The year 2009 is a big one for China and the ruling Communist Party (CCP), as years ending in the number 9 mark several important anniversaries. In 1919, May 4 witnessed the patriotic, “modernizing” youth movement that catalyzed the formation of the CCP. In 1949 the People’s Republic of China (PRC) was established, and 1979 saw the inauguration of reform and opening, which re-legitimized the Party after the Cultural Revolution debacle and set China on the path to record-breaking economic growth and international power and status.
These are not the only “9” years, however, that mark milestones in recent Chinese history. 1959 saw Beijing crush the Tibetan uprising against PRC rule that led the Dalai Lama to flee into exile; it was also the first of three years of mass starvation in the Great Leap Forward. In 1979, the brief but bloody Sino-Vietnamese War took place. And in 1989 the leadership of the Chinese People’s Government ordered the People’s Liberation Army to fire on unarmed Chinese people demonstrating in Tiananmen Square.
Needless to say, some anniversaries are celebrated with great fanfare, as moments in the nation’s history of which all citizens can and should be proud. Massive parades to commemorate the sixtieth anniversary of the PRC’s founding can certainly be expected this October. In the run-up to anniversaries of events-that-should-be-forgotten, by contrast, dissidents are detained, the media muzzled, websites suddenly shut down for “maintenance,” and public security intensified at sensitive venues such as the Potala Palace in Lhasa and Tiananmen Square in Beijing. This month, angered by what it perceives as interference in its internal affairs, China has rebuked foreign dignitaries, including Taiwan’s President Ma Ying-jeou and U.S. Secretary of State Hillary Clinton, for their calls on the CCP leadership to acknowledge those killed at Tiananmen. According to Foreign Ministry spokesman Qin Gang, China has already reached a verdict on that history. The Party has set the country on “the proper socialist path that serves the fundamental interests of the Chinese people,” and there is nothing more to be said.
Enforcing historical forgetting, however, requires more than clampdowns at anniversary time and stony assertions that matters are resolved. Efforts to silence critical voices are ongoing, and the so-called Great Firewall of China routinely blocks access to sensitive information on the Internet. Meanwhile, despite liberalization—which has allowed professional historians considerable freedom to address many hitherto taboo topics—the content of museums, memorials, historical films and television dramas, and, above all, school textbooks remain restricted through a battery of laws, regulations, and vetting mechanisms. In line with official diktats, these officially authorized histories generally gloss over unhappy episodes or rewrite them to present a mostly happy tale of inexorable progress since 1949, and to portray the Party and the country in a positive light. If mentioned at all, acts of state violence or suppression are represented as necessary measures taken to safeguard national territory, unity, and stability. At the same time, in order to emphasize a common national bond against external threats, they highlight past acts of aggression that foreign countries committed against China. This patriotic history is not “my country, right or wrong;” rather, it is “my country (and the Party) has always been right.”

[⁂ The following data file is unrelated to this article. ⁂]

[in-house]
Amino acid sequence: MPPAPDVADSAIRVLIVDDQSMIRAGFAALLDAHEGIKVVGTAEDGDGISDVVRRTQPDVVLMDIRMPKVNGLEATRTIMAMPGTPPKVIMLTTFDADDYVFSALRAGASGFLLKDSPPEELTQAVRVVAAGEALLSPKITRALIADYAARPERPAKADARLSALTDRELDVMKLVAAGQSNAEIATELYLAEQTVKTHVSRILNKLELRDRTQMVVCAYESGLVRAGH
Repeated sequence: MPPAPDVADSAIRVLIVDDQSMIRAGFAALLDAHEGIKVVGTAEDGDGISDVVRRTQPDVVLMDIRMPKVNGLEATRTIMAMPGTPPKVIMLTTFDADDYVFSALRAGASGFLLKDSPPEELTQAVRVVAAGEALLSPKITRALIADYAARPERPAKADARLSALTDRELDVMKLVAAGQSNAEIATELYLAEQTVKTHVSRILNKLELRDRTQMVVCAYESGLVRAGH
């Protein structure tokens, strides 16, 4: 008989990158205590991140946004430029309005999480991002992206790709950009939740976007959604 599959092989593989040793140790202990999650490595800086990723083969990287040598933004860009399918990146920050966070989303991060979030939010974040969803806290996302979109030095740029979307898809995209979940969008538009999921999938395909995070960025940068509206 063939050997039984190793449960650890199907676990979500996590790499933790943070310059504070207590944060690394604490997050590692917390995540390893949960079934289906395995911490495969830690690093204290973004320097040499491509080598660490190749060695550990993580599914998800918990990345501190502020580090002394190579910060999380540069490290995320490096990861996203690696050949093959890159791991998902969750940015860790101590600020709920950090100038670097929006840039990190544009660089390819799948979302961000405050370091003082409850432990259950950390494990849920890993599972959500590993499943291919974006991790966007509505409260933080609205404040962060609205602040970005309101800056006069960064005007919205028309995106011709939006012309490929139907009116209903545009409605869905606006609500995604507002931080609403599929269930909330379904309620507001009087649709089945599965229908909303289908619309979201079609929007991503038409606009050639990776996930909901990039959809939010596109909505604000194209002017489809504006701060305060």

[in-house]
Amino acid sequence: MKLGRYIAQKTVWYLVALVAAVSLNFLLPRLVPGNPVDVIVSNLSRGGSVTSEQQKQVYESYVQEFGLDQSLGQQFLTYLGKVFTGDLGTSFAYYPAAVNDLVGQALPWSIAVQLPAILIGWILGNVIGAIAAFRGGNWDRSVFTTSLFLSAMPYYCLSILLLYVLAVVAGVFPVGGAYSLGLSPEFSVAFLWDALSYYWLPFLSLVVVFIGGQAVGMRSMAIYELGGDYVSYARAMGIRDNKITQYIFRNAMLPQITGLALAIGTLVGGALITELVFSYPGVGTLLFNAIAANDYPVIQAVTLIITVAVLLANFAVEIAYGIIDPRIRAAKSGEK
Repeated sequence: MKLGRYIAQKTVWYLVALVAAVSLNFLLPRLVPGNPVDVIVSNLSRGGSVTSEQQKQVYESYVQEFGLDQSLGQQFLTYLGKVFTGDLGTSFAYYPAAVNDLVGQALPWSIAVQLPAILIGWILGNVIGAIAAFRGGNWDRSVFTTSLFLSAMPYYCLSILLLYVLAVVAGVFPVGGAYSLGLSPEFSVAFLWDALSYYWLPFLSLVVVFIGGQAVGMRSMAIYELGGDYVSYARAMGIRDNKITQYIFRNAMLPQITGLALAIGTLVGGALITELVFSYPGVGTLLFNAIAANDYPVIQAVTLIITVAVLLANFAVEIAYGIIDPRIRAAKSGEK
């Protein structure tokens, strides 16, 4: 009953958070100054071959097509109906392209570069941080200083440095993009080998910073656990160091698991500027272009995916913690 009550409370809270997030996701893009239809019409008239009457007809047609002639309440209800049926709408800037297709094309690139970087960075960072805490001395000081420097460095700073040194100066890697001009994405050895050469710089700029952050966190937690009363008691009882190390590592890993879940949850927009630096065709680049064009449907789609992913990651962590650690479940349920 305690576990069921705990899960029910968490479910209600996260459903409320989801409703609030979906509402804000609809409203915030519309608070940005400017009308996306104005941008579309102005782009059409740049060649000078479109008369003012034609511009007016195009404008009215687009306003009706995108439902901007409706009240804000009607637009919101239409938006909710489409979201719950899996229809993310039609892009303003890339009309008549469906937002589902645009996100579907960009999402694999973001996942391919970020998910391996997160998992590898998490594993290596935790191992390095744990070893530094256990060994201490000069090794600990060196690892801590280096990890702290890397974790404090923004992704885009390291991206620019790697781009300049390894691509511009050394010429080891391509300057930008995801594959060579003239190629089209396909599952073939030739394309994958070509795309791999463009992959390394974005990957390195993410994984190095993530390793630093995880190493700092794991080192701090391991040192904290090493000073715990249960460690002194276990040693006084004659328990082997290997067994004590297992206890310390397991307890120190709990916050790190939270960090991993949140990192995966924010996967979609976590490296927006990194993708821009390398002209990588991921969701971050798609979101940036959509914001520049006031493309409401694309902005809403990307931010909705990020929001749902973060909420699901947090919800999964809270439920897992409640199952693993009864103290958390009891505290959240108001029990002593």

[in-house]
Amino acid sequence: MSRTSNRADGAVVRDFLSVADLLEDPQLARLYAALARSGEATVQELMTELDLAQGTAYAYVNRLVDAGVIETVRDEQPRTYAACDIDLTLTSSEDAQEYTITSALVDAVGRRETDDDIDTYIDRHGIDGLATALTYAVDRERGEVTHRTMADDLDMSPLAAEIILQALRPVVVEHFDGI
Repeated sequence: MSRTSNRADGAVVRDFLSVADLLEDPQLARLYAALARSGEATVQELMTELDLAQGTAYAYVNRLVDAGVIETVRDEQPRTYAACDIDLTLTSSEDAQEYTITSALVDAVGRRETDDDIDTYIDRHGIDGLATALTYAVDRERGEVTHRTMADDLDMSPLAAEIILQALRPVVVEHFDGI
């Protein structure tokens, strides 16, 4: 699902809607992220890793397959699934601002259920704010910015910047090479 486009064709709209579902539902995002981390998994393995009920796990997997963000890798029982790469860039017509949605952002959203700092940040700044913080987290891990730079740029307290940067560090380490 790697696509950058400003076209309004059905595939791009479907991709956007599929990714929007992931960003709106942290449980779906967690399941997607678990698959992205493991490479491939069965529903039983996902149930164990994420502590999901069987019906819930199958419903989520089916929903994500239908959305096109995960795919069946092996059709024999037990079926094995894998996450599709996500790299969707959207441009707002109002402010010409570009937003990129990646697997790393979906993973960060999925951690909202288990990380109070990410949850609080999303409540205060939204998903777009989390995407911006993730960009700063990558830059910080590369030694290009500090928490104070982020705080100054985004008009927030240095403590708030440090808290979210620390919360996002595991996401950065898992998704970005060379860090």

Despite these concerted efforts, it has proved difficult to erase unhappy memories of domestic repression or disaster from public consciousness, or to prevent the dissemination of unofficial histories. Research shows that omitting past events or persons from public commemoration does not guarantee they will be forgotten, especially if they are focal points of group identity; indeed, they may serve as the foundations for counter-histories. For example, the year 1959 is central to the Tibetan narrative of resistance to Chinese domination. Furthermore, even when official histories are forcibly and repeatedly imposed, such as through compulsory education and examinations, they may not necessarily be remembered or deployed as originally intended, particularly if they run counter to personal or community experiences. In fact, they may be used in ways that actually challenge the official narrative. Students in Tiananmen Square in 1989 saw themselves—not the CCP—as inheritors of the spirit of May 4th, 1919. Not coincidentally, May 4th radicalism has been somewhat downplayed in recent years, and its ninetieth anniversary this year astonishingly low-key.
Ruling regimes often seek to use history both to legitimize their political authority and to suppress dissent. Nevertheless, controlling the past is considerably more complicated than merely adding or deleting events from the historical record and commemorating or silencing them on key anniversaries. In China, 2009 will certainly not be the last year in which tensions arise between those who want to remember and those who would have them forget.